Dictionary > English Dictionary > Definition, synonym and antonym of because
Meaning of because by Wiktionary Dictionary


    • frequency based on Project Gutenberg corpus">Most common English words before 1923: between · face · tell · #175: because · few · whom · love

    Alternative forms

    • 'cause, cos, cuz, coz, 'cos, 'cuz, 'coz, b/c


    From Middle English bi cause = bi ( “by” ) + cause, modelled on Old French par cause


    • ( stressed )
      • ( UK ) IPA: /bɪˈkɒz/, X-SAMPA: /bI"kQz/
      • ( US ) IPA: /bi:ˈkɔz/, /bi:ˈkʌz/, X-SAMPA: /bI"kOz/, /bI"kVz/
    • ( unstressed )
      • IPA: /bɪkəz/, X-SAMPA: /bIk@z/
    • Rhymes: -ɒz
    • Hyphenation: be‧cause


    because ( not comparable )

    1. ( archaic ) For the reason ( that ).
    2. On account ( of ), for sake ( of ) .
      I ruined my life because of you!
    3. Used alone to refuse to provide a full answer a question begun with "why", often taken as an ellipsis of "Because I said so" .

    Derived terms



    1. By or for the cause that; on this account that; for the reason that .
      I hid myself because I was afraid .
    2. As known because; as inferred because; as determined because .
      It must be broken, because I pressed the button and nothing happened .
      He's not a nice guy, because he yells at people for no reason .
    3. ( obsolete ) So that, in order that. [15th-17th c.]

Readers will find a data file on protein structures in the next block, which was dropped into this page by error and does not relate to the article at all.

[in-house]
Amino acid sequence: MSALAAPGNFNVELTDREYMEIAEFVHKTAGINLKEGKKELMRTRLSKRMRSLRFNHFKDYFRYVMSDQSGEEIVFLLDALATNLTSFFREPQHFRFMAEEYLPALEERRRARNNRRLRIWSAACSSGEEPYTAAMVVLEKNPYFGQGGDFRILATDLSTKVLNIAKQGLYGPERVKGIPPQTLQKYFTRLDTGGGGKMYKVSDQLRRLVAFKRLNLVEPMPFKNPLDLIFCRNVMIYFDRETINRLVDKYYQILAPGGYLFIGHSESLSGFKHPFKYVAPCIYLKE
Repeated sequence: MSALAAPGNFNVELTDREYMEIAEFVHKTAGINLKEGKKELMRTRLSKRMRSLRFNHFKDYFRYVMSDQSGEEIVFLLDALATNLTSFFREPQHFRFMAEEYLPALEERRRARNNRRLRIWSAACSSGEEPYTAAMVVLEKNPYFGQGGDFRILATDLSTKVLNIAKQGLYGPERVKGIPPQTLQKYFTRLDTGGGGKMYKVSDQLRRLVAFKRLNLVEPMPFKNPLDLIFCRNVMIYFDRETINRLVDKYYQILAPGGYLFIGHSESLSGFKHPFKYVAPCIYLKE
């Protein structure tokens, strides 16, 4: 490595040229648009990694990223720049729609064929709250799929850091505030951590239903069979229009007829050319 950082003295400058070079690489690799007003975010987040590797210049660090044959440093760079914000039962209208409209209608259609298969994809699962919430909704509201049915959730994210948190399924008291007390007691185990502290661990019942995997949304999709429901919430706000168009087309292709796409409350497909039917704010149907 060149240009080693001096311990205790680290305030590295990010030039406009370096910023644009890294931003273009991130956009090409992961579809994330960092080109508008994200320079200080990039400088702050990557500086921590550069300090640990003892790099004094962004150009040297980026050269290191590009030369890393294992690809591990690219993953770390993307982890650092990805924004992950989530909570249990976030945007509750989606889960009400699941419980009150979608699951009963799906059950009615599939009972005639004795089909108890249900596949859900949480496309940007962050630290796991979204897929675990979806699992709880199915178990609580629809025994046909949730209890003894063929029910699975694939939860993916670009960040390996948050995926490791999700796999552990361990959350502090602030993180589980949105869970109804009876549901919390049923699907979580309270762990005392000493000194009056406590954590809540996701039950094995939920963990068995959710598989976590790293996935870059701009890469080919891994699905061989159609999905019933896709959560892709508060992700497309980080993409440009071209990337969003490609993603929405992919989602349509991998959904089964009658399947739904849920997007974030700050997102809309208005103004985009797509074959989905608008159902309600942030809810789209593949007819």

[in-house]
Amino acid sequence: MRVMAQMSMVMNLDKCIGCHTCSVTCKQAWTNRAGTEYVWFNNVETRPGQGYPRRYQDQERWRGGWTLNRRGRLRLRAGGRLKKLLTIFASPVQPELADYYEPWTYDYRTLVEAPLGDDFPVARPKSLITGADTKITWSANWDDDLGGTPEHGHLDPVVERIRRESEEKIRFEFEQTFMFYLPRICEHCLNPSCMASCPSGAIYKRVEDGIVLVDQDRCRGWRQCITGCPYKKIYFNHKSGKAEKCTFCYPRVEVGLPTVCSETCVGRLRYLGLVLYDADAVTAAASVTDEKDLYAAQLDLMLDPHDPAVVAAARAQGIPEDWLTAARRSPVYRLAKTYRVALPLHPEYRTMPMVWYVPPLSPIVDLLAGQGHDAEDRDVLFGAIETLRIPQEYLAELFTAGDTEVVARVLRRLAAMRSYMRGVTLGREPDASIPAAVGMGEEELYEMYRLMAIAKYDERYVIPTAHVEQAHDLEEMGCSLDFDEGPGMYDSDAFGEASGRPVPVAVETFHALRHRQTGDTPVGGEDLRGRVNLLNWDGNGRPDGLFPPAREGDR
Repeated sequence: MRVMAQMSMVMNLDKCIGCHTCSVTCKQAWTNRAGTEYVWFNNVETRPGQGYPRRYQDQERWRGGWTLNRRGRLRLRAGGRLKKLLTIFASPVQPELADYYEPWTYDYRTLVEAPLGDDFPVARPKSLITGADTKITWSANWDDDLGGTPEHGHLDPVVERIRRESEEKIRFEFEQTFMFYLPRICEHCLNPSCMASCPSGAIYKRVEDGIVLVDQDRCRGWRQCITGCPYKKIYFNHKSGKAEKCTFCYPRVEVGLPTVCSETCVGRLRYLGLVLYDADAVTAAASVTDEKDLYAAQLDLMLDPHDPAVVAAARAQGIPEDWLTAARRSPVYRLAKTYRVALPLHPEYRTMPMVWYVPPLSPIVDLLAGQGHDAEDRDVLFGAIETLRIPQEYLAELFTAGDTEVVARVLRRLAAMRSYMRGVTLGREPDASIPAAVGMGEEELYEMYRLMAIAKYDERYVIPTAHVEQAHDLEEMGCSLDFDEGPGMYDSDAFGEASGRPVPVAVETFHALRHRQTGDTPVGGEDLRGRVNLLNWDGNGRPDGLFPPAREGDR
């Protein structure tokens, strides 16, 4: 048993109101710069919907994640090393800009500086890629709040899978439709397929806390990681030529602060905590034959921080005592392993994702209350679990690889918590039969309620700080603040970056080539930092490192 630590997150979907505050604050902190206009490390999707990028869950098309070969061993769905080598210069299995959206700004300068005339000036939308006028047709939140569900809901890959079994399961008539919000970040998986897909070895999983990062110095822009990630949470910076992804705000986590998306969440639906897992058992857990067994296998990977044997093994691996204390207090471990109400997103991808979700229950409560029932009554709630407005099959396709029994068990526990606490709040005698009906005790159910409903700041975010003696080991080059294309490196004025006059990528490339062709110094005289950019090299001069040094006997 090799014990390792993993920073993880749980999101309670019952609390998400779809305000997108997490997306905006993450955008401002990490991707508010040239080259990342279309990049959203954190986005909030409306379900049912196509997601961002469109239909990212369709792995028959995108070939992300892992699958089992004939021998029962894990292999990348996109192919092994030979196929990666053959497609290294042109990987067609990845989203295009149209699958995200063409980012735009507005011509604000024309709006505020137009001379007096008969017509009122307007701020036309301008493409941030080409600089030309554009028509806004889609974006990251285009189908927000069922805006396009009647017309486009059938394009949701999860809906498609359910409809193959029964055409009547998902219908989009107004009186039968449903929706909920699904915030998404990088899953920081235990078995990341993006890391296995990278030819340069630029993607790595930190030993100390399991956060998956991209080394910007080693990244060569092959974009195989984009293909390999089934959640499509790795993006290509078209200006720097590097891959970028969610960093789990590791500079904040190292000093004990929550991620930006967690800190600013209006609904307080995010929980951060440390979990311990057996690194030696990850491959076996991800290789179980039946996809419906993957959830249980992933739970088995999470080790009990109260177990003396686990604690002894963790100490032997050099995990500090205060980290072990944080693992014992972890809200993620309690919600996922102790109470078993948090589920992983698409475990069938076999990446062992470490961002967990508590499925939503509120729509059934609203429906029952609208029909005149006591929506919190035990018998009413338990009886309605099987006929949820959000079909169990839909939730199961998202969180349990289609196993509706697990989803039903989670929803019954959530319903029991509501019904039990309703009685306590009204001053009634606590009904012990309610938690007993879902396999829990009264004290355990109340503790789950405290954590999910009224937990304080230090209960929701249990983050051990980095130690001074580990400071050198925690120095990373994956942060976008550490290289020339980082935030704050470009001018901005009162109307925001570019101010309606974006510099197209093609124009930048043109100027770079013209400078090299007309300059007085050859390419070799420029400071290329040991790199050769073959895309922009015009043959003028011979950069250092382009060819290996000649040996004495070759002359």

Definition of because by GCIDE Dictionary


  1. Because conj. [OE. bycause; by + cause.]
    1. By or for the cause that; on this account that; for the reason that. Milton.

    2. In order that; that. [Obs.]

    And the multitude rebuked them because they should hold their peace. Matt. xx. 31.

    Because of, by reason of, on account of. [Prep. phrase.]

    Because of these things cometh the wrath of God upon the children of disobedience. Eph. v. 6.

    Syn. -- Because, For, Since, As, Inasmuch As. These particles are used, in certain connections, to assign the reason of a thing, or that “on account of” which it is or takes place. Because ( by cause ) is the strongest and most emphatic; as, I hid myself because I was afraid. For is not quite so strong; as, in Shakespeare, “I hate him, for he is a Christian.” Since is less formal and more incidental than because; as, I will do it since you request me. It more commonly begins a sentence; as, Since your decision is made, I will say no more. As is still more incidental than since, and points to some existing fact by way of assigning a reason. Thus we say, as I knew him to be out of town, I did not call. Inasmuch as seems to carry with it a kind of qualification which does not belong to the rest. Thus, if we say, I am ready to accept your proposal, inasmuch as I believe it is the best you can offer, we mean, it is only with this understanding that we can accept it.